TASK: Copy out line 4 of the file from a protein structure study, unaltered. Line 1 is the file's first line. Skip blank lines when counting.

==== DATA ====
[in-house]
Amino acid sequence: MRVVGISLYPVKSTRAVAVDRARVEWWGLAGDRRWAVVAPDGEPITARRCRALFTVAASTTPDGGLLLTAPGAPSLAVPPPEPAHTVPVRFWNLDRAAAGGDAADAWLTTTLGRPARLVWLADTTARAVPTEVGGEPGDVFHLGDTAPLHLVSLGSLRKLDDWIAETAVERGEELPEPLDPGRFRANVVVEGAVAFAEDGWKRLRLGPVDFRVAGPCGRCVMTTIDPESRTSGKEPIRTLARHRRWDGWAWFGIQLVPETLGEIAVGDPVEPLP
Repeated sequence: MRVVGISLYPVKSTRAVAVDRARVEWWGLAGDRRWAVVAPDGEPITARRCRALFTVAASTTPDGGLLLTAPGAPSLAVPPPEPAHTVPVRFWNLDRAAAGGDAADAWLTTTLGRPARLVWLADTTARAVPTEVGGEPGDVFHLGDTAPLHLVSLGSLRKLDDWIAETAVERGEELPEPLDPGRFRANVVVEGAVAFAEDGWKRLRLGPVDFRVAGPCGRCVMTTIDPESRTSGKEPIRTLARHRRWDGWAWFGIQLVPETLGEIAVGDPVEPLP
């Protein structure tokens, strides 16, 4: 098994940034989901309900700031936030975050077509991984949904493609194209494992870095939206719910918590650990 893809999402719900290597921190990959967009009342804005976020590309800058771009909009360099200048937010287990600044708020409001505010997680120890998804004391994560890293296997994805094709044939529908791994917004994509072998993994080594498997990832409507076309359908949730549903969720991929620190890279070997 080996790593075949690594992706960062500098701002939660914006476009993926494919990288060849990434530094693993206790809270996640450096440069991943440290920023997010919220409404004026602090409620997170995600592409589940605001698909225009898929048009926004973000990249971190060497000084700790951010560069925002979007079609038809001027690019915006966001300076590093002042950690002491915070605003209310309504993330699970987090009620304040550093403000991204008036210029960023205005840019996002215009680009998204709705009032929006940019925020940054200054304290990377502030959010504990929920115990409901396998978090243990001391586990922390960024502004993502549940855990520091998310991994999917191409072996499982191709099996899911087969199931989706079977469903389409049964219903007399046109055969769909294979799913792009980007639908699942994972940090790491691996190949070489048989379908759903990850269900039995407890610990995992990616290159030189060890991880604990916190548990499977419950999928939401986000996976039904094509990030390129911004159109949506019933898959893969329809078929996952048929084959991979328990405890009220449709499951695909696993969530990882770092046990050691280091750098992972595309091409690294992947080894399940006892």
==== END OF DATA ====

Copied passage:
């Protein structure tokens, strides 16, 4: 098994940034989901309900700031936030975050077509991984949904493609194209494992870095939206719910918590650990 893809999402719900290597921190990959967009009342804005976020590309800058771009909009360099200048937010287990600044708020409001505010997680120890998804004391994560890293296997994805094709044939529908791994917004994509072998993994080594498997990832409507076309359908949730549903969720991929620190890279070997 080996790593075949690594992706960062500098701002939660914006476009993926494919990288060849990434530094693993206790809270996640450096440069991943440290920023997010919220409404004026602090409620997170995600592409589940605001698909225009898929048009926004973000990249971190060497000084700790951010560069925002979007079609038809001027690019915006966001300076590093002042950690002491915070605003209310309504993330699970987090009620304040550093403000991204008036210029960023205005840019996002215009680009998204709705009032929006940019925020940054200054304290990377502030959010504990929920115990409901396998978090243990001391586990922390960024502004993502549940855990520091998310991994999917191409072996499982191709099996899911087969199931989706079977469903389409049964219903007399046109055969769909294979799913792009980007639908699942994972940090790491691996190949070489048989379908759903990850269900039995407890610990995992990616290159030189060890991880604990916190548990499977419950999928939401986000996976039904094509990030390129911004159109949506019933898959893969329809078929996952048929084959991979328990405890009220449709499951695909696993969530990882770092046990050691280091750098992972595309091409690294992947080894399940006892």